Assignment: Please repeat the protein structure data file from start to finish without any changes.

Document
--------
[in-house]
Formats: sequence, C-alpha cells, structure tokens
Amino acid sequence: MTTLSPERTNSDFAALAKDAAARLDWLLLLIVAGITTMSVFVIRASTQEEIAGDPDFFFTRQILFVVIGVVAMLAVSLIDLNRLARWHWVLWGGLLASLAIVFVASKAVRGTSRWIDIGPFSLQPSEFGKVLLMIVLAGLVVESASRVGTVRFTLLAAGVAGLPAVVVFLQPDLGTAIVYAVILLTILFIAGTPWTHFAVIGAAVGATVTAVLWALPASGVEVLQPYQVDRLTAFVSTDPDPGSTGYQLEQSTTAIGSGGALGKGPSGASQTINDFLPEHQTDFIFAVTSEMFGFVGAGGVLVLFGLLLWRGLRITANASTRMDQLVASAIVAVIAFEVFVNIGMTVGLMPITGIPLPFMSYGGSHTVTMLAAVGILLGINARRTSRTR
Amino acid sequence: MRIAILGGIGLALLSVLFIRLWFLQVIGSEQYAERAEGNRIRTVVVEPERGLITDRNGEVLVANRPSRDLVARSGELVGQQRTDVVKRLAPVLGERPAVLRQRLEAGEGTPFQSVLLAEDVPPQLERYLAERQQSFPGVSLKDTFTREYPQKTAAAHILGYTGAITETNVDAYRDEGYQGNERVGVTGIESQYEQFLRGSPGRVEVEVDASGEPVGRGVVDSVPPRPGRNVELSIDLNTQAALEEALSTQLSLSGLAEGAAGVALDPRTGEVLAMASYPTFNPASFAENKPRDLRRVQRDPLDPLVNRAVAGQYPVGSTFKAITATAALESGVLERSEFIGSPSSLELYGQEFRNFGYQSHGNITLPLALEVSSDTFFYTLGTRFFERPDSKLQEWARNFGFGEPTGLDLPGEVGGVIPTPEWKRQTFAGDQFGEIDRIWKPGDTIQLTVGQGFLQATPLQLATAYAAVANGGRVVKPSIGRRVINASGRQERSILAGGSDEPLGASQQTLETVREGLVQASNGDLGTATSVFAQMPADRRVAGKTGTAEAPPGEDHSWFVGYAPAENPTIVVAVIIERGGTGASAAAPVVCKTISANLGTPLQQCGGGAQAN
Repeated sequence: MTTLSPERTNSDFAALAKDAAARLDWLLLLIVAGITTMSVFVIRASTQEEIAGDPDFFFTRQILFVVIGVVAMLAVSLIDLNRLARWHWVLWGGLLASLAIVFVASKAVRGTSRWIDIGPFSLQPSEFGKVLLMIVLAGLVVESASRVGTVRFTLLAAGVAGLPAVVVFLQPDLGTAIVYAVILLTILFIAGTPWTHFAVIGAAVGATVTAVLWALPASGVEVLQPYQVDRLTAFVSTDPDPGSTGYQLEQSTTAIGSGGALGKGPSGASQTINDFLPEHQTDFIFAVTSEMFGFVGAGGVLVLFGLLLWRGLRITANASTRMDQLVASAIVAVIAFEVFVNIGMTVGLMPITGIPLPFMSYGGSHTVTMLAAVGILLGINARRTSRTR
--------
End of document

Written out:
[in-house]
Formats: sequence, C-alpha cells, structure tokens
Amino acid sequence: MTTLSPERTNSDFAALAKDAAARLDWLLLLIVAGITTMSVFVIRASTQEEIAGDPDFFFTRQILFVVIGVVAMLAVSLIDLNRLARWHWVLWGGLLASLAIVFVASKAVRGTSRWIDIGPFSLQPSEFGKVLLMIVLAGLVVESASRVGTVRFTLLAAGVAGLPAVVVFLQPDLGTAIVYAVILLTILFIAGTPWTHFAVIGAAVGATVTAVLWALPASGVEVLQPYQVDRLTAFVSTDPDPGSTGYQLEQSTTAIGSGGALGKGPSGASQTINDFLPEHQTDFIFAVTSEMFGFVGAGGVLVLFGLLLWRGLRITANASTRMDQLVASAIVAVIAFEVFVNIGMTVGLMPITGIPLPFMSYGGSHTVTMLAAVGILLGINARRTSRTR
Amino acid sequence: MRIAILGGIGLALLSVLFIRLWFLQVIGSEQYAERAEGNRIRTVVVEPERGLITDRNGEVLVANRPSRDLVARSGELVGQQRTDVVKRLAPVLGERPAVLRQRLEAGEGTPFQSVLLAEDVPPQLERYLAERQQSFPGVSLKDTFTREYPQKTAAAHILGYTGAITETNVDAYRDEGYQGNERVGVTGIESQYEQFLRGSPGRVEVEVDASGEPVGRGVVDSVPPRPGRNVELSIDLNTQAALEEALSTQLSLSGLAEGAAGVALDPRTGEVLAMASYPTFNPASFAENKPRDLRRVQRDPLDPLVNRAVAGQYPVGSTFKAITATAALESGVLERSEFIGSPSSLELYGQEFRNFGYQSHGNITLPLALEVSSDTFFYTLGTRFFERPDSKLQEWARNFGFGEPTGLDLPGEVGGVIPTPEWKRQTFAGDQFGEIDRIWKPGDTIQLTVGQGFLQATPLQLATAYAAVANGGRVVKPSIGRRVINASGRQERSILAGGSDEPLGASQQTLETVREGLVQASNGDLGTATSVFAQMPADRRVAGKTGTAEAPPGEDHSWFVGYAPAENPTIVVAVIIERGGTGASAAAPVVCKTISANLGTPLQQCGGGAQAN
Repeated sequence: MTTLSPERTNSDFAALAKDAAARLDWLLLLIVAGITTMSVFVIRASTQEEIAGDPDFFFTRQILFVVIGVVAMLAVSLIDLNRLARWHWVLWGGLLASLAIVFVASKAVRGTSRWIDIGPFSLQPSEFGKVLLMIVLAGLVVESASRVGTVRFTLLAAGVAGLPAVVVFLQPDLGTAIVYAVILLTILFIAGTPWTHFAVIGAAVGATVTAVLWALPASGVEVLQPYQVDRLTAFVSTDPDPGSTGYQLEQSTTAIGSGGALGKGPSGASQTINDFLPEHQTDFIFAVTSEMFGFVGAGGVLVLFGLLLWRGLRITANASTRMDQLVASAIVAVIAFEVFVNIGMTVGLMPITGIPLPFMSYGGSHTVTMLAAVGILLGINARRTSRTR